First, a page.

6. Be a Better Parent
Some of the people that are most affected by addiction are the user’s loved ones. Children perhaps bare the biggest burden of the problem. Children whose parents struggle with addiction are likely to perform poorly in school, suffer from poor health, engage in unlawful activities, and become addicts later in life.
Once you overcome your addiction, you can get actively involved in your child’s life, offering them guidance and protection as they grow up. You can also help them heal from any trauma they may have experienced.
7. Develop New Relationships
Beyond your loved ones and close friends, very few other people want to be involved with a person struggling with substance abuse. To develop and maintain meaningful, long-term professional and romantic relationships, you have to overcome your addiction problem. Sobriety enables you to open up and communicate better with your partner colleagues, classmates, or neighbors. These relationships might eventually help you increase your network of support.
Substance Abuse Treatment
The first step towards recovery is recognizing that you have a problem and deciding to make a change. You may feel uncertain about your readiness to start your recovery journey. It might even be more challenging if you are addicted to a prescription drug, especially if it is a treatment for a condition you have.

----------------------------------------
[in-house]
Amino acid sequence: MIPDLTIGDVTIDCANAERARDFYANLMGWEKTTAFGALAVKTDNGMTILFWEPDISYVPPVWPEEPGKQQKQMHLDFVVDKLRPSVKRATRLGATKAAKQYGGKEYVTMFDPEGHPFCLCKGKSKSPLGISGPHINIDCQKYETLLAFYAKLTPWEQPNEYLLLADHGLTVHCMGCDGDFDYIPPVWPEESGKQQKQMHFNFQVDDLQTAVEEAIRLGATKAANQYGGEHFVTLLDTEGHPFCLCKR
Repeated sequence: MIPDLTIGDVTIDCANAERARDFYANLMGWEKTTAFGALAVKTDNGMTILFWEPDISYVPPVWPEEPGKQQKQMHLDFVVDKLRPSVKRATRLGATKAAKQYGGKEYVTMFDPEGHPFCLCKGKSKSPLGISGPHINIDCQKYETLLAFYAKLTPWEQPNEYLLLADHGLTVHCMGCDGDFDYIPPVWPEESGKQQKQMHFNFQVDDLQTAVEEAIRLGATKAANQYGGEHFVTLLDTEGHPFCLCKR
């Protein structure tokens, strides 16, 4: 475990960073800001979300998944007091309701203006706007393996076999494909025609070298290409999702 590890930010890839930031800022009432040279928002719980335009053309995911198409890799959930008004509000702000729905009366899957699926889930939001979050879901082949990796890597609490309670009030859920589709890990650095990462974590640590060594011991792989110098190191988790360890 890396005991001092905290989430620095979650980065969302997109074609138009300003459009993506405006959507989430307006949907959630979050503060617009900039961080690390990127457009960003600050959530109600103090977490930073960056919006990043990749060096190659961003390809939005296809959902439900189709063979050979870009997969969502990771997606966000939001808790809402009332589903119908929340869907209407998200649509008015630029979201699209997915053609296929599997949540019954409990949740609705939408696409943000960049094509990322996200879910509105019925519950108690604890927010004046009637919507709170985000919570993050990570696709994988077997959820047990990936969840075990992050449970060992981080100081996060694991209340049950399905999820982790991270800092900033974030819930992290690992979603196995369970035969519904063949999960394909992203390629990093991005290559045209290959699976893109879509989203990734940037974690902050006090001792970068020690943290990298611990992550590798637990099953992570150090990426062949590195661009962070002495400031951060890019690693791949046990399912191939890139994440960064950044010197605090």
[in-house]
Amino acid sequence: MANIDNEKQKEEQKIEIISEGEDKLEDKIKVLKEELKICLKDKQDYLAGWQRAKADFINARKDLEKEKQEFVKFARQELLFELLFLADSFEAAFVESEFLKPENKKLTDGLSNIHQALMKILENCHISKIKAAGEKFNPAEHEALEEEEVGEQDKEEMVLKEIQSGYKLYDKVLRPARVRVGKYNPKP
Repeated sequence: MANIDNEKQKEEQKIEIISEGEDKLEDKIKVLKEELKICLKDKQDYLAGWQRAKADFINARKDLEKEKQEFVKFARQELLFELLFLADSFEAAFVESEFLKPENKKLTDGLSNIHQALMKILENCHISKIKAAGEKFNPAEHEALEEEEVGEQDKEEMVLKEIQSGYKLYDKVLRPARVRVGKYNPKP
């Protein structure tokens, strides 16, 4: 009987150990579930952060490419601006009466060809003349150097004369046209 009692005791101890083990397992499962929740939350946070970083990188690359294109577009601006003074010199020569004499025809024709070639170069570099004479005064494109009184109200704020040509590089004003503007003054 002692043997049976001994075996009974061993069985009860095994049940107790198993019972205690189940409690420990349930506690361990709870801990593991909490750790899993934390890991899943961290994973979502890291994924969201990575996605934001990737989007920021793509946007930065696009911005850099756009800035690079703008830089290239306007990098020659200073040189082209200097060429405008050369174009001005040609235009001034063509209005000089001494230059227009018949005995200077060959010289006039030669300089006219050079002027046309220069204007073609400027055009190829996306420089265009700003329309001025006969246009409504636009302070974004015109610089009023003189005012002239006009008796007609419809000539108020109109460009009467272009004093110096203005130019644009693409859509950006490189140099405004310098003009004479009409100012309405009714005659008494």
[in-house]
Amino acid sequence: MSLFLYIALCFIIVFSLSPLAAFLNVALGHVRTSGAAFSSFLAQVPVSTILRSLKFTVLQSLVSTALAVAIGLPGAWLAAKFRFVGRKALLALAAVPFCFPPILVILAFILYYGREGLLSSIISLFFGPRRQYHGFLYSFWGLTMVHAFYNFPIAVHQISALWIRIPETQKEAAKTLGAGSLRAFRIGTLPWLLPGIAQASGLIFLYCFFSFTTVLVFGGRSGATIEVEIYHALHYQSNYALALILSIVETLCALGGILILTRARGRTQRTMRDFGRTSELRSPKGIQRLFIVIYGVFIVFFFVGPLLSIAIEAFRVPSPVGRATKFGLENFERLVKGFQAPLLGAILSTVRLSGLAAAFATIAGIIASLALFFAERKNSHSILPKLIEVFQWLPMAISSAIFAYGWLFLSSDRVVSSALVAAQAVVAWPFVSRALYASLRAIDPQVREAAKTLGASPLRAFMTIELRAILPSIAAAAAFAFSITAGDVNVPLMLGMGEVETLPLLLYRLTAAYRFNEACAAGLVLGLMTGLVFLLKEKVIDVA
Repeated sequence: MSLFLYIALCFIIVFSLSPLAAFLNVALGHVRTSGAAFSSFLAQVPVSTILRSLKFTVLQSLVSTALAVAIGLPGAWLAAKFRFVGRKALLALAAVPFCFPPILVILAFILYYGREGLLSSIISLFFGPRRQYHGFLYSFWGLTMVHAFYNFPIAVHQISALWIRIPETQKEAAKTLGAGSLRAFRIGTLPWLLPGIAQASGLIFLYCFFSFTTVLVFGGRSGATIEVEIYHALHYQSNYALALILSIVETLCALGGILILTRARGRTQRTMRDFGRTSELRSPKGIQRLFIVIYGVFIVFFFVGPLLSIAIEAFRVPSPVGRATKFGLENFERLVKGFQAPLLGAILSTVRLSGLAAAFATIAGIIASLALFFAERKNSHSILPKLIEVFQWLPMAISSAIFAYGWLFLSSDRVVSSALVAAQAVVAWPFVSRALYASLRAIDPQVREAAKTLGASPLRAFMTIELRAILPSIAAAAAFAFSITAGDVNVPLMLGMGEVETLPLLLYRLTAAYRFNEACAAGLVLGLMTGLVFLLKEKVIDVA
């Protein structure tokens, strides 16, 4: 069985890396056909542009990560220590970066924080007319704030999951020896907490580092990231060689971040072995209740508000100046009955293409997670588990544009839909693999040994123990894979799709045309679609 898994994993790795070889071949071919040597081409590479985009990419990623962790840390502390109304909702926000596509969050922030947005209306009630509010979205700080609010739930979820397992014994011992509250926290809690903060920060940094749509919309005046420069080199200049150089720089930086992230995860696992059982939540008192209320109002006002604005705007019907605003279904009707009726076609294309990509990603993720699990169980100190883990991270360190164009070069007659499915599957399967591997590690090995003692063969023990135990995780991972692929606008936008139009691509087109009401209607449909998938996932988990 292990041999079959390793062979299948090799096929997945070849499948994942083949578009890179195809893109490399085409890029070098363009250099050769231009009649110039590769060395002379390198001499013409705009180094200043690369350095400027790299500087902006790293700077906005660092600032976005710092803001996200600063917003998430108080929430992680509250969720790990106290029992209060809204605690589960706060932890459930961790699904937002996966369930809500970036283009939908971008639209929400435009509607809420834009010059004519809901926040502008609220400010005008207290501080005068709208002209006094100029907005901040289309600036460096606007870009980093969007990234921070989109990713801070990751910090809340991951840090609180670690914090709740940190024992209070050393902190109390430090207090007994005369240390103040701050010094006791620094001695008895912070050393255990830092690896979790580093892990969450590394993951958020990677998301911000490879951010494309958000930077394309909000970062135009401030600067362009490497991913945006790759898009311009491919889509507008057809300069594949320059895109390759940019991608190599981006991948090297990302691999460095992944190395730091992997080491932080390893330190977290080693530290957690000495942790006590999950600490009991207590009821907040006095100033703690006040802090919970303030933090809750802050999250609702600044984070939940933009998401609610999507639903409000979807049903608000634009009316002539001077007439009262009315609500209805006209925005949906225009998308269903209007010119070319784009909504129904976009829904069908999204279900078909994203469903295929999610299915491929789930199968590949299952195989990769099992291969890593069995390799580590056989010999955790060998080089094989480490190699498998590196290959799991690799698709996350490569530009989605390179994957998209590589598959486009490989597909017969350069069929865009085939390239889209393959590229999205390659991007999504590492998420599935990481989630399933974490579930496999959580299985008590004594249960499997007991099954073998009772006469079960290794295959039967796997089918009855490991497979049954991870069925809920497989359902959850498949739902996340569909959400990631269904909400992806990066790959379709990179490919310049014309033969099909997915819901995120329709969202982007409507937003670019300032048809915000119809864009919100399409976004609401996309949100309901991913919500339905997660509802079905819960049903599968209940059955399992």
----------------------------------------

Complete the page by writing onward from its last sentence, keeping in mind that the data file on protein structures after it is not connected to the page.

Committing to sobriety requires you to make some changes in your life. These changes include:
- The way you deal with stress
- What you do in your free time
- How you think about yourself
- Who you allow in your life
- The prescription and over-the-counter medications you take
To prepare for addiction recovery, you need to:
- Remind yourself why you want to seek treatment
- Think about your previous attempts at recovery (what worked and what didn’t)